In summary, businesses with 500 employees or less are eligible for cash-flow assistance through 100% percent federally guaranteed loans to employers who maintain their payroll during this emergency. If employers maintain their payroll, the loans would be forgiven, which would help workers remain employed, as well as help affected small businesses and our economy snap-back quicker after the crisis. PPP has a host of attractive features, such as forgiveness of up to 8 weeks of payroll based on employee retention and salary levels, no SBA fees, and at least six months of deferral with maximum deferrals of up to a year. Small businesses and other eligible entities will be able to apply if they were harmed by COVID-19 between February 15, 2020 and June 30, 2020. This program would be retroactive to February 15, 2020, in order to help bring workers who may have already been laid off back onto payrolls. Loans are available through June 30, 2020. All existing Small Business Administration (SBA) certified lenders will be given delegated authority to process “Paycheck Protection Program” loans in a speedy manner. The SBA waives all SBA guaranty fees, including the upfront and annual servicing fees.

Employee retention credit

Refundable payroll tax credit equal to 50% of the first $10,000 in wages paid by the employer to an eligible employee during the COVID-19 crisis.

Delayed payment of employer payroll taxes

The CARES Act allows taxpayers to defer paying the employer portion of certain payroll taxes through the end of 2020, with all 2020 deferred amounts due in two equal installments, one at the end of 2021, the other at the end of 2022.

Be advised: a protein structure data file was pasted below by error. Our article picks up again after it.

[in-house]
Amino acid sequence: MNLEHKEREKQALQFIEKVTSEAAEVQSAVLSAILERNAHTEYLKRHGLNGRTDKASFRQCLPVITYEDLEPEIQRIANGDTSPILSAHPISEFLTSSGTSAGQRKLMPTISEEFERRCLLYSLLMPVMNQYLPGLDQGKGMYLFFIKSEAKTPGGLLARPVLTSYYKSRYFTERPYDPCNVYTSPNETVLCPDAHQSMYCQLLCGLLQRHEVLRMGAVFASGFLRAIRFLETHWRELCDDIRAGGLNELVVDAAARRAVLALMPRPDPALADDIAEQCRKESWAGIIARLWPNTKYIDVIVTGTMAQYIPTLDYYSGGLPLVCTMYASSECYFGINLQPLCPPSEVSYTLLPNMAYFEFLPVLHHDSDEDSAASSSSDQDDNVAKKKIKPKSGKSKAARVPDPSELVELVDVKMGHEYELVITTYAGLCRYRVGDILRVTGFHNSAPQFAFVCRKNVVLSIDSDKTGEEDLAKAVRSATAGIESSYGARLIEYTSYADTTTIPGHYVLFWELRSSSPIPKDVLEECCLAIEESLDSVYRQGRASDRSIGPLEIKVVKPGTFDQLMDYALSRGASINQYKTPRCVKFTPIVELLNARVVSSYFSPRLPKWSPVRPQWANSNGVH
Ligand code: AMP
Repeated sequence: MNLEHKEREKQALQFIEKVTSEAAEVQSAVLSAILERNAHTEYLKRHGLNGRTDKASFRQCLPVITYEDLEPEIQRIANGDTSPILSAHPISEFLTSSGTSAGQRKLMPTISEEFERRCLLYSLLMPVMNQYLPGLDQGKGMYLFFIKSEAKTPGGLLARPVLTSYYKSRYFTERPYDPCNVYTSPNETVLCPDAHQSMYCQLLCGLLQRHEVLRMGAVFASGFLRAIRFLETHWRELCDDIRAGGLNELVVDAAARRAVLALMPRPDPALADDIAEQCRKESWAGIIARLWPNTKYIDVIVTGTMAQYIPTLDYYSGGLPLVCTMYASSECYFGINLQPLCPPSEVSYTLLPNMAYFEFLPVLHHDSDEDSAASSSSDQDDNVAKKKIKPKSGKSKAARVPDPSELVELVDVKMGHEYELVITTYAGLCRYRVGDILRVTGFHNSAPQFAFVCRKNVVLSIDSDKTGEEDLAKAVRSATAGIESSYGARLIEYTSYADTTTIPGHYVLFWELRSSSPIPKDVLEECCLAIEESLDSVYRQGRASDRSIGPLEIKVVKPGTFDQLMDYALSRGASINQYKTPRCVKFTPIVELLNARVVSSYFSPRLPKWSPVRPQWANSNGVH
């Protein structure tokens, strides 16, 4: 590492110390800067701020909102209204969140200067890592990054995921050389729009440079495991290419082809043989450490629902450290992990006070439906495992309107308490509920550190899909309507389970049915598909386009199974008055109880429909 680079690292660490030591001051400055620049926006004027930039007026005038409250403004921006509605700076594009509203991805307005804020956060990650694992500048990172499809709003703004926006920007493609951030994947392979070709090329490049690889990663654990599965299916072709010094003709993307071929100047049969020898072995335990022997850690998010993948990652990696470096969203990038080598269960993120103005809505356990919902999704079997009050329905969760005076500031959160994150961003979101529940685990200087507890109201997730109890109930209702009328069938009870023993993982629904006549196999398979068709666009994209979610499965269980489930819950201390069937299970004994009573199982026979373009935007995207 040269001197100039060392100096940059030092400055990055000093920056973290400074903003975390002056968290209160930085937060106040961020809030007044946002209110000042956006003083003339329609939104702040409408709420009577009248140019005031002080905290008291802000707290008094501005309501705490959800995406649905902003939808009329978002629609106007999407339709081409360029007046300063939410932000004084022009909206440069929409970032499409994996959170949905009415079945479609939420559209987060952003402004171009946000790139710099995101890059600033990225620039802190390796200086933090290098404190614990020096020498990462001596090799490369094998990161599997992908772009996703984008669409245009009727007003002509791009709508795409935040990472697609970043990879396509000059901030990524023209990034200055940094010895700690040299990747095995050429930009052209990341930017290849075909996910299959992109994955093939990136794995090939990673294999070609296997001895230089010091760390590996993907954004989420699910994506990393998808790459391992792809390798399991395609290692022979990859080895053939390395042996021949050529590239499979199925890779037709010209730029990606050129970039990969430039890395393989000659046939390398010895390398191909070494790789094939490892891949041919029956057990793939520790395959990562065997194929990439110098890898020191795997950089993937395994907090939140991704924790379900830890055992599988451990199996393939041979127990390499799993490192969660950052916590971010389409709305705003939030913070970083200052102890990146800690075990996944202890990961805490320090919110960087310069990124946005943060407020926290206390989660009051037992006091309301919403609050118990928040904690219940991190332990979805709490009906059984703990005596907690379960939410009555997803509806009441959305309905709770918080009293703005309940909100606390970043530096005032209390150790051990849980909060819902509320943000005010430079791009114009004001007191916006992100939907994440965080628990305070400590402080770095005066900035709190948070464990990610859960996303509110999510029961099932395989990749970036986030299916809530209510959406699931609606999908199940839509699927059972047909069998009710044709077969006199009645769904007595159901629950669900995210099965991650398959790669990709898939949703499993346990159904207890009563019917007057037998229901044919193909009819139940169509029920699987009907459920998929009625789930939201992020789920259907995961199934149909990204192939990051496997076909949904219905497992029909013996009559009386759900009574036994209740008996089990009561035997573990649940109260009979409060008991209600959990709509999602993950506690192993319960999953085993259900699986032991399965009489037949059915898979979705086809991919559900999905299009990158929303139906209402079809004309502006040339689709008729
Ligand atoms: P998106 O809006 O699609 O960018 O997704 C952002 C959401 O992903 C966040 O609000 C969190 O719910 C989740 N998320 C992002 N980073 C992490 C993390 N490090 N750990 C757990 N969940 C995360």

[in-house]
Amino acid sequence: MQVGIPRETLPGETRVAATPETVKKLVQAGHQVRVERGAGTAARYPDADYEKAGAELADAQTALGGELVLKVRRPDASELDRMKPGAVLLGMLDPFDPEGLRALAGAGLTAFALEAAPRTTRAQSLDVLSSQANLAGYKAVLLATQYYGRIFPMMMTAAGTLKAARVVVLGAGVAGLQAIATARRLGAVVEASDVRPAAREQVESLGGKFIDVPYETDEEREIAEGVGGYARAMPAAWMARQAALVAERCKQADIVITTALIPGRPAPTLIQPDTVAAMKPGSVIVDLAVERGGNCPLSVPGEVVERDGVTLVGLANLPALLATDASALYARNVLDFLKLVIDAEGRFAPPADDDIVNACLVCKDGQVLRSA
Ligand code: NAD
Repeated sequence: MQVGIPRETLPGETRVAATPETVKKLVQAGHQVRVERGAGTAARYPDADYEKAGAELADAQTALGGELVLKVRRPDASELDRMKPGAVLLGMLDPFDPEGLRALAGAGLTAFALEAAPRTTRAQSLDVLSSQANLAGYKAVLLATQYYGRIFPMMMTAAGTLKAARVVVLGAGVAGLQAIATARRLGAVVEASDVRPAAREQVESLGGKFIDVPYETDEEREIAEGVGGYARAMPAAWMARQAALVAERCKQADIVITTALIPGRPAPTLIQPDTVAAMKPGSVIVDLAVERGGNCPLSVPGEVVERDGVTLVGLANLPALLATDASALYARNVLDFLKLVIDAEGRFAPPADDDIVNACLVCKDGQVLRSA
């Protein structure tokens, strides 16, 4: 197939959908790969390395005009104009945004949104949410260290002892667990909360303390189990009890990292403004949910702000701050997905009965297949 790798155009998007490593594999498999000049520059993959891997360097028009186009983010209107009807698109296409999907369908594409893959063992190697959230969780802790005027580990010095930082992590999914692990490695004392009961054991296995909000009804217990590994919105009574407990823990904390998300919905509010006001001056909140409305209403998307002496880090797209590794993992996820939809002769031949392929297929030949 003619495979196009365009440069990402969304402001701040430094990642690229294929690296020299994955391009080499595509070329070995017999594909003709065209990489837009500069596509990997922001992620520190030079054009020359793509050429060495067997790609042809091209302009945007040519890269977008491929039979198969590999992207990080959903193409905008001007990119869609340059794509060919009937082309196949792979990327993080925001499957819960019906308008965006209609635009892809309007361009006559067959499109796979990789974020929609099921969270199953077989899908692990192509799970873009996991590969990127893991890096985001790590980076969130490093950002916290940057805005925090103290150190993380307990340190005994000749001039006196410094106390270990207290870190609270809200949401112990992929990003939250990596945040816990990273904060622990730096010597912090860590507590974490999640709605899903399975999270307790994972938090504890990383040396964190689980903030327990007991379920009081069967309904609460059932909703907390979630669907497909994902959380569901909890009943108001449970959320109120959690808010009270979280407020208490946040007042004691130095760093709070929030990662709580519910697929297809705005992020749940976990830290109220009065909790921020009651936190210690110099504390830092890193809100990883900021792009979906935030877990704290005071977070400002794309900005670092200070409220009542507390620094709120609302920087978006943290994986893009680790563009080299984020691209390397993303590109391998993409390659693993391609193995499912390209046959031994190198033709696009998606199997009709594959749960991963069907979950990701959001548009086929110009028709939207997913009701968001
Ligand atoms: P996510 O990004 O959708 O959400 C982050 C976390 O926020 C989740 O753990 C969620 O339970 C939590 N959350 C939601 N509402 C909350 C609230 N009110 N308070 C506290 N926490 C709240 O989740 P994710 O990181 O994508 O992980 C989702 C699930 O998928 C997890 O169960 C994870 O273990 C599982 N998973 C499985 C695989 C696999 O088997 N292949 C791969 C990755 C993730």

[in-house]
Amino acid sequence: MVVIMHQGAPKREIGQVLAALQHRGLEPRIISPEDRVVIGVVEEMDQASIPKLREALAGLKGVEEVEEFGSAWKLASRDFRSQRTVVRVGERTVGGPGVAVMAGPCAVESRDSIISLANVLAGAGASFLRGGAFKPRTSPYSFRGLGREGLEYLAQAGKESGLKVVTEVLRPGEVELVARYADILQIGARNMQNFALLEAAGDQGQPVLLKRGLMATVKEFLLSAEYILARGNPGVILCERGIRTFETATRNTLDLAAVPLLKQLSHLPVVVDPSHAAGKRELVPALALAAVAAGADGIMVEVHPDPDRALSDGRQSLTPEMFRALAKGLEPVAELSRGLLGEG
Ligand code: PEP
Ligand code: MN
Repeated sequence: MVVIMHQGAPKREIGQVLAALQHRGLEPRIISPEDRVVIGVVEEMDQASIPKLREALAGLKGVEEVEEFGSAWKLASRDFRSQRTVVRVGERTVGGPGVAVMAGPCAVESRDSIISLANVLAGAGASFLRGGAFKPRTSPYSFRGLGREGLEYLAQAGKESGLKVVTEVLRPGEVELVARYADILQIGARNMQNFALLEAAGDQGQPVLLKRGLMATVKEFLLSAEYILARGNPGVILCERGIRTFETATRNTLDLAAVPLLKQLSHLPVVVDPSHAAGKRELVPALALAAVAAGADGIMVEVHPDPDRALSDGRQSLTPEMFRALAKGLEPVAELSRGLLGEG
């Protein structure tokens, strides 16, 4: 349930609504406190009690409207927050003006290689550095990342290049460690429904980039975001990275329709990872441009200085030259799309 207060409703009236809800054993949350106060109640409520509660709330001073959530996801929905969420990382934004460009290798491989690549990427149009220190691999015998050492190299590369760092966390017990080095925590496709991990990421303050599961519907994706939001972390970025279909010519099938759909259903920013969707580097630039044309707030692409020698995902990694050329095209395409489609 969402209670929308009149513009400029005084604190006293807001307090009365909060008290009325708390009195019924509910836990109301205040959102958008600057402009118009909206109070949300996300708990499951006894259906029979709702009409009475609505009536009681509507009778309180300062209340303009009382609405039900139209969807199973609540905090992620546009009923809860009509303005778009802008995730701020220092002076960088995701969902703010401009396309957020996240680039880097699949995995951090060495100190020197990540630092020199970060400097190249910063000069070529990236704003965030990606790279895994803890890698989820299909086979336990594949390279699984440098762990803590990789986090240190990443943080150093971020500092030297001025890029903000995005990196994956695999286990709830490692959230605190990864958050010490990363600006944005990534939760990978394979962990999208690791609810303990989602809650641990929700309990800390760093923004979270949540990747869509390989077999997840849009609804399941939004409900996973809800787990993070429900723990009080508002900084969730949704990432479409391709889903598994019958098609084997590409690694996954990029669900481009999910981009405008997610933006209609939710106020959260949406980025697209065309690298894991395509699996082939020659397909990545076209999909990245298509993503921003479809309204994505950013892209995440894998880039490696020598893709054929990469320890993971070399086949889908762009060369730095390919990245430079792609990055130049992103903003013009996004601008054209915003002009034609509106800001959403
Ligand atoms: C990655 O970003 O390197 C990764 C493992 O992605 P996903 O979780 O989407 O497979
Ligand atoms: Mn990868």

Net Operating Losses (NOL)

The 80% income limitation for NOL deductions for the years beginning before 2021 is modified by the Act. For business losses arising in 2018, 2019 and 2020, a five-year carryback is allowed. Businesses will be able to amend or modify tax returns for tax years dating back to 2013 in order to take advantage of the carryback.

Loss limitations

The CARES Act suspends the loss limitation for owners of passthrough entities and self-employed individuals for business losses arising in 2018, 2019 and 2020 so they can take advantage of the net operating loss  

Corporate minimum tax credit

Accelerates the year for which a fully refundable credit can be claimed in 2019, and corporations can elect to claim the fully refundable minimum tax credits in 2018.

Deduction of interest expense

Limitations have been amended from 30% of adjusted taxable income based on earnings before income tax, depreciation and amortization (EBITDA) to 50% for 2019 and 2020 (2020 in the case of partnerships). Taxpayers may elect to use 2019 income in place of 2020 for the computation.

Bonus depreciation for qualified improvement property

Technical corrections to qualified improvement property allow for depreciation as a 15-year property and bonus depreciation for property acquired and placed in service after September 27, 2017, to align with the Tax Cuts and Jobs Act.

Charitable Contributions

Limitations for charitable contributions deduction for businesses have been increased from 10% to 25% of taxable income. This provision also increases the limitation on deductions for contributions of food inventory from 15% to 25% of taxable income.

We sincerely hope that you, your family and/or your business may be able to benefit from some of these provisions during the current crisis. Liberty Wealth Advisors stands ready to help you in any way we can. Our team has been contacting our clients directly and continuously in recent weeks to see how you are doing. If we have not yet connected, please don’t hesitate to reach out if we can be of assistance to you or someone you love in any way at any time. As always, thank you for being a client of Liberty Wealth Advisors.

 

Liberty Wealth Advisors does not provide tax, legal or accounting advice. You should consult your own tax, legal and accounting advisors before engaging in any transaction. All information presented is compiled from sources believed to be reliable and current, but accuracy cannot be guaranteed. This information is distributed for education purposes, and it is not to be construed as an offer, solicitation, recommendation, or endorsement of any particular security, product, or service, nor should it be construed as tax or legal advice

Sources: U.S.Senate Committee on Small Business & Entrepreneurship, AICPA.